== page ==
Hellrider: Ow, that is strong! It has been compared with Hero of Oxid Ridge, and if that comparison was justified, I really shouldn’t consider it. Well, I’m not convinced of that, but I still feel this is too powerful a card. Actually, I don’t like to obsolete Talruum Minotaur, which isn’t really weak itself!

Hinterland Hermit: DFC, but otherwise fine, since it is useful before the transform and not broken after.

Increasing Vengeance: Well, I would be using Fork if I hadn’t decided to move this effect to Blue (Twincast). That card is already complicated enough.

Markov Blademaster: When I saw this card, I REALLY wanted to use it, because it is so elegant, and – how to put this? – has so much synergy with itself! But thinking hard about it, I realized (what I already knew, but had to admit to myself) that it is way too strong, being a reasonable card even before it grows, and getting out of hand incredibly fast. Yes, this kills an opponent with 3 attacks! A 3-drop shouldn’t be able to that. REALLY not. But this is a good example how the “sexyness” of a design can still get to me.

Markov Walord: There’s a nice potential finisher! I just read how high LSV rated Sudden Disapperance BECAUSE it is mainly a 6-mana Falter – I said the same thing, but drew diametrically opposed conclusions from it. (BTW, in case you don’t know this: Whenever LSV and I said opposite things about a limited environment just after a set came out – and we always did that for several sets in a row! – a few weeks later, it turned out I was right, and LSV started saying the same things as I did, although he probbaly never heard of me. Just FYI.) How high must he then rate this creature? 4/4 haste with a built-in Nightbird’s Clutches – I believe this is a MUCH better way to spend 6 mana! It’s not too strong, though. I removed Thundermare from my pool, since in limited, it was too often a 6-mana Lava Axe which allowed your opponent to kill you on his next turn. I believe this card is fine for 6 mana, and I will remove the clumsy Iron-Barb Hellion from my pool for it, although this means of course removing a mediocre common for a strong rare, but they’re quite similar, and the Hellion was always somehow disappointing.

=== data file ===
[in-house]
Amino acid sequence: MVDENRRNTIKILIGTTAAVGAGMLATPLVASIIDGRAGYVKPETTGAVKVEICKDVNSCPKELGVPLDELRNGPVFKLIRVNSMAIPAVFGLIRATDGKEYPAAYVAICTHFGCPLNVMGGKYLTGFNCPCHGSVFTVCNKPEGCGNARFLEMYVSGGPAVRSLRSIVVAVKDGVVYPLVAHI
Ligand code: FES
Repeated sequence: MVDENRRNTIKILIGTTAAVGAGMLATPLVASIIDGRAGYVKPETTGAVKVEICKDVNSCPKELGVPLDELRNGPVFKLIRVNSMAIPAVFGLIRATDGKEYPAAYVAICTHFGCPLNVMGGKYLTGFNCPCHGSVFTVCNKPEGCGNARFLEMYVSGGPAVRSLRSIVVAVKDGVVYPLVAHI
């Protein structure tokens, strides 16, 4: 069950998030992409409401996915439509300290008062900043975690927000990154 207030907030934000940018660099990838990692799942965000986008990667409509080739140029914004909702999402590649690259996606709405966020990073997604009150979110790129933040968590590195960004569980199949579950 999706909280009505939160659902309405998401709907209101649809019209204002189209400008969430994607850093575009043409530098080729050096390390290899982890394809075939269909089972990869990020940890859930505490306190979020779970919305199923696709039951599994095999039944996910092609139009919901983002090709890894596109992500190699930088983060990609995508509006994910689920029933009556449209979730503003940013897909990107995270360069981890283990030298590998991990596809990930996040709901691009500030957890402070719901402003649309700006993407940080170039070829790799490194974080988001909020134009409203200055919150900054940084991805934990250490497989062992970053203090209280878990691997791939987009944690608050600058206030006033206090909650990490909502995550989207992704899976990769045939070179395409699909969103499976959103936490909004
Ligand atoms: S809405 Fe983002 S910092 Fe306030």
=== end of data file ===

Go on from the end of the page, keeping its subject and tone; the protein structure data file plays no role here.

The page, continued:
Mondronen Shaman: A DFC, and really too strong once flipped. (BTW, in contrast to what MaRo said, it does NOT punish you for transforming it back, but for NOT transforming it back – it’s just painful anyway!)

Moonveil Dragon: What an unbelievably powerful upgrade to the already (in limited) extremely powerful Shivan Dragon! And unbelievable how many casual players greeted this card with “meh”! Something has really gone wrong with the power creep on creatures… Of course, I do NOT want an upgrade to Shivan Dragon!

Nearheath Stalker: It’s a good thing that I got to play with Scuzzback Marauders a lot, so I can evaluate this card a bit better. I think the Marauders were actually stronger, BTW! (But this card will have more synergies in Innistrad limited.) Undying is so strong that it is hard to find designs fit for common. This is one. It isn’t weak at all, but in the end, it is just worth 5 mana. Oh, and another red vampire I can use as a common!

Pyreheart Wolf: On the other hand, I might underestimate this card here. How much better is it than Goblin War Drums? Is it better at all? Then again, I might sidestep the difficulty to correctly evaluate this card, because it plays a little weirdly for my taste, and I want to use undying sparingly anyway. I’ll just go with the simpler design of Nearheath Stalker and leave this wolf out, since I don’t want another red undying common, but I also really can’t see this as a rare on par with Relentless Skaabs or Strangleroot Geist.